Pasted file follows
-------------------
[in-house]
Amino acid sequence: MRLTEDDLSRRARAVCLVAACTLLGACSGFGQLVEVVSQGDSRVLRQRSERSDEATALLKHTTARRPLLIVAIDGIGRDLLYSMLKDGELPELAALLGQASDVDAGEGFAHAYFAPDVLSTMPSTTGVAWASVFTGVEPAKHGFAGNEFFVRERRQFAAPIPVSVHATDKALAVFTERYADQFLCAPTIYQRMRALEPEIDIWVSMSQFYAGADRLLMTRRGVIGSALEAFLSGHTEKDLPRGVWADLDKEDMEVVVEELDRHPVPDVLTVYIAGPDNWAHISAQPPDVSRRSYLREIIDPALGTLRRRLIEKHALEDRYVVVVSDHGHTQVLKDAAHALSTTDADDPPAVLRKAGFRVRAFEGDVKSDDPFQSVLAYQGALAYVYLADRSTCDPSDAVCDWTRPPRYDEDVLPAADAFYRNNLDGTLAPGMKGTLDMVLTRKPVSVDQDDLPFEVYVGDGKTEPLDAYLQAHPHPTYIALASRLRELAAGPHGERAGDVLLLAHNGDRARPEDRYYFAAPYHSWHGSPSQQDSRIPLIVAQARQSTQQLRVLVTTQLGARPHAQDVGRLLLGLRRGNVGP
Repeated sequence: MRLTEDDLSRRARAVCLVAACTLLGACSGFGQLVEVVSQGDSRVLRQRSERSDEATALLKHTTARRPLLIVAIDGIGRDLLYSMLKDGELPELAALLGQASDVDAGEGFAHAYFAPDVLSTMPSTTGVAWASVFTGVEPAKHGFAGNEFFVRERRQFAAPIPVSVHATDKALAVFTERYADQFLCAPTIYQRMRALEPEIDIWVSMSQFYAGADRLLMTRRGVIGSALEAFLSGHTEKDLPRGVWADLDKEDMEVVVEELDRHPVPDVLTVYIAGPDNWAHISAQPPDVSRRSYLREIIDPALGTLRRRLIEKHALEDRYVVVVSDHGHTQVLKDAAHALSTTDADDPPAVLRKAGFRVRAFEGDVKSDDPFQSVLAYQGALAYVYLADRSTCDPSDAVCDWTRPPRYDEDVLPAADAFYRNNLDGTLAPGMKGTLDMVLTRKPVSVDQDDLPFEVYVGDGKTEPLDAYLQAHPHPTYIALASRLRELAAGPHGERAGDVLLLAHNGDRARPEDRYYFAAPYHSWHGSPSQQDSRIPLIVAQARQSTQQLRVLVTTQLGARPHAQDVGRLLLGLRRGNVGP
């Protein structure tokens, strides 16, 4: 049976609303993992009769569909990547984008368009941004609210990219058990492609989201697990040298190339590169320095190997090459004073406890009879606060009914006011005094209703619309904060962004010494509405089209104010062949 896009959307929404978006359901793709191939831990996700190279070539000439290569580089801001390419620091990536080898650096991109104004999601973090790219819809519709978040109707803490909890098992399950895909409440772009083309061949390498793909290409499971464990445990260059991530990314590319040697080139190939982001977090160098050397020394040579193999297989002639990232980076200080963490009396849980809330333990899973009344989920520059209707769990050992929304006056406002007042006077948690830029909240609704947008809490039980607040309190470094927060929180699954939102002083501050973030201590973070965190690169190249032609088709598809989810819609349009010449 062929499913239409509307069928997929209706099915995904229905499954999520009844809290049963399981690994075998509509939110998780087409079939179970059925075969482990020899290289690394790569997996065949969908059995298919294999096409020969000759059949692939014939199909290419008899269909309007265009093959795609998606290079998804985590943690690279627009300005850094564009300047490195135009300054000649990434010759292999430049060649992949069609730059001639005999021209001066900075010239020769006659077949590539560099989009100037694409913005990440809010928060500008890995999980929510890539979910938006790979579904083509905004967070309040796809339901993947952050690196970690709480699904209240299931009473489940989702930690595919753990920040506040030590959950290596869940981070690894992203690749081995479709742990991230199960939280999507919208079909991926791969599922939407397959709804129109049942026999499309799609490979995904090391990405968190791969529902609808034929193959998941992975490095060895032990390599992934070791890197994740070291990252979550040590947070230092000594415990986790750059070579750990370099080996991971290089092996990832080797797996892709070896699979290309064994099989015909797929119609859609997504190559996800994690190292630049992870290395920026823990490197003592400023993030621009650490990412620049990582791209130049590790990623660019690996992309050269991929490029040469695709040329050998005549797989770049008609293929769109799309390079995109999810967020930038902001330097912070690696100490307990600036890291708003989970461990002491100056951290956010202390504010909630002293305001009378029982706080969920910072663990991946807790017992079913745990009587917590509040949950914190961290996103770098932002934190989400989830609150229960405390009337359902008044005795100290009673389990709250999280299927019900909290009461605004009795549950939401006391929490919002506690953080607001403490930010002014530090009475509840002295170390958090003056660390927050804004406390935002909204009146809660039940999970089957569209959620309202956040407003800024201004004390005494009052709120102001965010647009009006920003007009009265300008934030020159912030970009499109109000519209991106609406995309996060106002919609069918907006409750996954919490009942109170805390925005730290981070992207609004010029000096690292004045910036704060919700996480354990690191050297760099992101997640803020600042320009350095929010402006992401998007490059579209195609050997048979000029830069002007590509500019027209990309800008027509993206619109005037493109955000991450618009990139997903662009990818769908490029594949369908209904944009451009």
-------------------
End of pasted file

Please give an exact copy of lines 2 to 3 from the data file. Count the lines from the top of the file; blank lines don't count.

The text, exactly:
Amino acid sequence: MRLTEDDLSRRARAVCLVAACTLLGACSGFGQLVEVVSQGDSRVLRQRSERSDEATALLKHTTARRPLLIVAIDGIGRDLLYSMLKDGELPELAALLGQASDVDAGEGFAHAYFAPDVLSTMPSTTGVAWASVFTGVEPAKHGFAGNEFFVRERRQFAAPIPVSVHATDKALAVFTERYADQFLCAPTIYQRMRALEPEIDIWVSMSQFYAGADRLLMTRRGVIGSALEAFLSGHTEKDLPRGVWADLDKEDMEVVVEELDRHPVPDVLTVYIAGPDNWAHISAQPPDVSRRSYLREIIDPALGTLRRRLIEKHALEDRYVVVVSDHGHTQVLKDAAHALSTTDADDPPAVLRKAGFRVRAFEGDVKSDDPFQSVLAYQGALAYVYLADRSTCDPSDAVCDWTRPPRYDEDVLPAADAFYRNNLDGTLAPGMKGTLDMVLTRKPVSVDQDDLPFEVYVGDGKTEPLDAYLQAHPHPTYIALASRLRELAAGPHGERAGDVLLLAHNGDRARPEDRYYFAAPYHSWHGSPSQQDSRIPLIVAQARQSTQQLRVLVTTQLGARPHAQDVGRLLLGLRRGNVGP
Repeated sequence: MRLTEDDLSRRARAVCLVAACTLLGACSGFGQLVEVVSQGDSRVLRQRSERSDEATALLKHTTARRPLLIVAIDGIGRDLLYSMLKDGELPELAALLGQASDVDAGEGFAHAYFAPDVLSTMPSTTGVAWASVFTGVEPAKHGFAGNEFFVRERRQFAAPIPVSVHATDKALAVFTERYADQFLCAPTIYQRMRALEPEIDIWVSMSQFYAGADRLLMTRRGVIGSALEAFLSGHTEKDLPRGVWADLDKEDMEVVVEELDRHPVPDVLTVYIAGPDNWAHISAQPPDVSRRSYLREIIDPALGTLRRRLIEKHALEDRYVVVVSDHGHTQVLKDAAHALSTTDADDPPAVLRKAGFRVRAFEGDVKSDDPFQSVLAYQGALAYVYLADRSTCDPSDAVCDWTRPPRYDEDVLPAADAFYRNNLDGTLAPGMKGTLDMVLTRKPVSVDQDDLPFEVYVGDGKTEPLDAYLQAHPHPTYIALASRLRELAAGPHGERAGDVLLLAHNGDRARPEDRYYFAAPYHSWHGSPSQQDSRIPLIVAQARQSTQQLRVLVTTQLGARPHAQDVGRLLLGLRRGNVGP